pacman -Ss python | paste - - | grep --color=always -e '/python' | less -R

Ergo browsing 'pacman' queries (Arch)

Alternative1 (grep support): pacman -Ss python | paste - - | grep --color=always -e '/python' | less -R Alternative2 (eye-candy, no grep): pacman --color=always -Ss "python" | paste - - | less -R in ~/.bashrc: pkg-grep() { pacman -Ss "$1" | paste - - | grep --color=always -e "${2:-$1}" | less -R ; } pkg-search() { pacman --color=always -Ss "python" | paste - - | less -R; }
Sample Output
extra/python 3.5.1-1 [installed]            Next generation of the python high-level scripting language
extra/python-astroid 1.4.4-1        Useful miscellaneous modules used by Logilab projects
extra/python-atspi 2.18.0-1 [installed]     Python 3 bindings for at-spi
extra/python-beaker 1.7.0-3         Caching and sessions WSGI middleware for use with web applications and stand-alone Python scripts and applications
...

1
By: hute37
2016-01-25 14:29:31

These Might Interest You

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    4
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    b_t · 2014-02-27 05:17:57 0
  • Sometimes my /var/cache/pacman/pkg directory gets quite big in size. If that happens I run this command to remove old package files. Packages that we're upgraded in last N days are kept in case you are forced to downgrade a specific package. The command is obviously Arch Linux related.


    1
    find /var/cache/pacman/pkg -not -mtime -7 | sudo xargs rm
    brejktru · 2012-09-20 12:36:44 0
  • Warning: Instead of immediately updating as soon as updates are available, users must recognize that due to the nature of Arch's rolling release approach, an update may have unforeseen consequences. This means that it is not wise to update if, for example, one is about to deliver an important presentation. Rather, update during free time and be prepared to deal with any problems that may arise. Pacman is a powerful package management tool, but it does not attempt to handle all corner cases. Read The Arch Way if this causes confusion. Users must be vigilant and take responsibility for maintaining their own system. When performing a system update, it is essential that users read all information output by pacman and use common sense. If a user-modified configuration file needs to be upgraded for a new version of a package, a .pacnew file will be created to avoid overwriting settings modified by the user. Pacman will prompt the user to merge them. These files require manual intervention from the user and it is good practice to handle them right after every package upgrade or removal. See Pacnew and Pacsave Files for more info. Tip: Remember that pacman's output is logged in /var/log/pacman.log. Show Sample Output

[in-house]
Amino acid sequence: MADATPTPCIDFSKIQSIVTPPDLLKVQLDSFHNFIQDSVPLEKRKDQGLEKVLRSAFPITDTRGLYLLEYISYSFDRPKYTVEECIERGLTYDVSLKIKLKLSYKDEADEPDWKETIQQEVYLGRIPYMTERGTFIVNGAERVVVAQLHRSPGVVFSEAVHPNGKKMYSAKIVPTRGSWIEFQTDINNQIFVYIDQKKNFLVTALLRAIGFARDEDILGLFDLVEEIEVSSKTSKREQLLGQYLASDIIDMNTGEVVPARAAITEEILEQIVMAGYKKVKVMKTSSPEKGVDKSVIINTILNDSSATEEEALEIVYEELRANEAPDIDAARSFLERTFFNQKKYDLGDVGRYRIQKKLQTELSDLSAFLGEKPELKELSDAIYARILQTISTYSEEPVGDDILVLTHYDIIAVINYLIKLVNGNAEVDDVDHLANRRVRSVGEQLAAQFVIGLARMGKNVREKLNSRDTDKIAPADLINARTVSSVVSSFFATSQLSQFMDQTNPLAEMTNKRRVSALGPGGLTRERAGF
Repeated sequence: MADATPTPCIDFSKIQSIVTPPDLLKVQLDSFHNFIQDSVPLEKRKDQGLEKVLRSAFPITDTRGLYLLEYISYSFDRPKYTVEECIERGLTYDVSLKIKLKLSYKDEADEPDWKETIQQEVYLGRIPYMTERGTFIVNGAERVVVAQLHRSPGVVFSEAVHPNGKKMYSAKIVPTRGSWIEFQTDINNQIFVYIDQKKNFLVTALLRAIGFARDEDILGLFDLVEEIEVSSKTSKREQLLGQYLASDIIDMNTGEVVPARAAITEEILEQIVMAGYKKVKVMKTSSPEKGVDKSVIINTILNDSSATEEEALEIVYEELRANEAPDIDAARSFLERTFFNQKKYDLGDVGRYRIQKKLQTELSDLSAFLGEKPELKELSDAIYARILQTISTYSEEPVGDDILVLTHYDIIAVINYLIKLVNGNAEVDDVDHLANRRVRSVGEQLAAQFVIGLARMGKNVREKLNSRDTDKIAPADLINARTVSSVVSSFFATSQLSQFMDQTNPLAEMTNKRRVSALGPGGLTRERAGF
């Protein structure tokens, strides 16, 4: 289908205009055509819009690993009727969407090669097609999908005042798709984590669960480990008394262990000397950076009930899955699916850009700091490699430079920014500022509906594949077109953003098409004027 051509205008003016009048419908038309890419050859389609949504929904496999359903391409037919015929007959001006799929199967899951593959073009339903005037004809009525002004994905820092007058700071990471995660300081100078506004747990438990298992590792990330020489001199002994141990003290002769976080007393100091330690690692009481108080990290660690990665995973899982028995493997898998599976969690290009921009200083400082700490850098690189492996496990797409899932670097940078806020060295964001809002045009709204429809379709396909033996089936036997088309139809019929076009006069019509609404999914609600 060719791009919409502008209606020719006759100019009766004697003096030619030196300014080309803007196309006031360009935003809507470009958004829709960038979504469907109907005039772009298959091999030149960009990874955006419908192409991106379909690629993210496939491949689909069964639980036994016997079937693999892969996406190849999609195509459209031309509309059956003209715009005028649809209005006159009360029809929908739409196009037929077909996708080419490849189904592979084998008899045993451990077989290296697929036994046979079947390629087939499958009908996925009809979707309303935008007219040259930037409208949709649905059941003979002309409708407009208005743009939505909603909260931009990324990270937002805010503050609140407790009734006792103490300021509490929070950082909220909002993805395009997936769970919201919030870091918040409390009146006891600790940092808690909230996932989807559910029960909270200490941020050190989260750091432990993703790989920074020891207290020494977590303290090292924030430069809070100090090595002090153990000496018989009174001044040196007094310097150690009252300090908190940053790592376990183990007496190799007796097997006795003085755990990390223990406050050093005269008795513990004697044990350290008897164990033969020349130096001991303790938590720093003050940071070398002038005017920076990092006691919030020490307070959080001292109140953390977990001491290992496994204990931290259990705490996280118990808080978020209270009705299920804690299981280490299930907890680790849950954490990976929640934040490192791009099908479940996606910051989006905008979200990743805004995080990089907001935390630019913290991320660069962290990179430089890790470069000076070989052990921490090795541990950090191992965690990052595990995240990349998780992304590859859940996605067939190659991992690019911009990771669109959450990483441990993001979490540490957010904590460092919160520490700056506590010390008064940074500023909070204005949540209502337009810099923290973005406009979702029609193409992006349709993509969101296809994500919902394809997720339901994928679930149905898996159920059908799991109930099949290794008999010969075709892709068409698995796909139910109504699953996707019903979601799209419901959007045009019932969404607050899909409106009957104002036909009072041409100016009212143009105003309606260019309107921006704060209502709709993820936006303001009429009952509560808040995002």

1
    sudo pacman -Syu
    unixmonkey57489 · 2013-05-16 13:49:14 0

  • 0
    pacman -Qi $(pacman -Qq)|grep 'Name\|Size'| cut -d: -f2 | paste - - | column -t | sort -nk2
    minus · 2011-05-03 13:02:06 1
  • This version accounts for the MiB/KiB suffix output by pacman these days.


    0
    pacman -Qi | grep 'Name\|Size\|Description' | cut -d: -f2 | paste - - - | awk -F'\t' 'BEGIN{ s["MiB"]=1024; s["KiB"]=1;} {split($3, a, " "); print a[1] * s[a[2]], "KiB", $1}' | sort -n
    Timo · 2018-04-24 13:29:57 0
  • This one-liner will output installed packages sorted by size in Kilobytes. Show Sample Output


    4
    paste <(pacman -Q | awk '{ print $1; }' | xargs pacman -Qi | grep 'Size' | awk '{ print $4$5; }') <(pacman -Q | awk '{print $1; }') | sort -n | column -t
    BruceLEET · 2011-01-07 18:43:18 0

What Others Think

cool but why not to use yaourt?
actionless · 121 weeks ago

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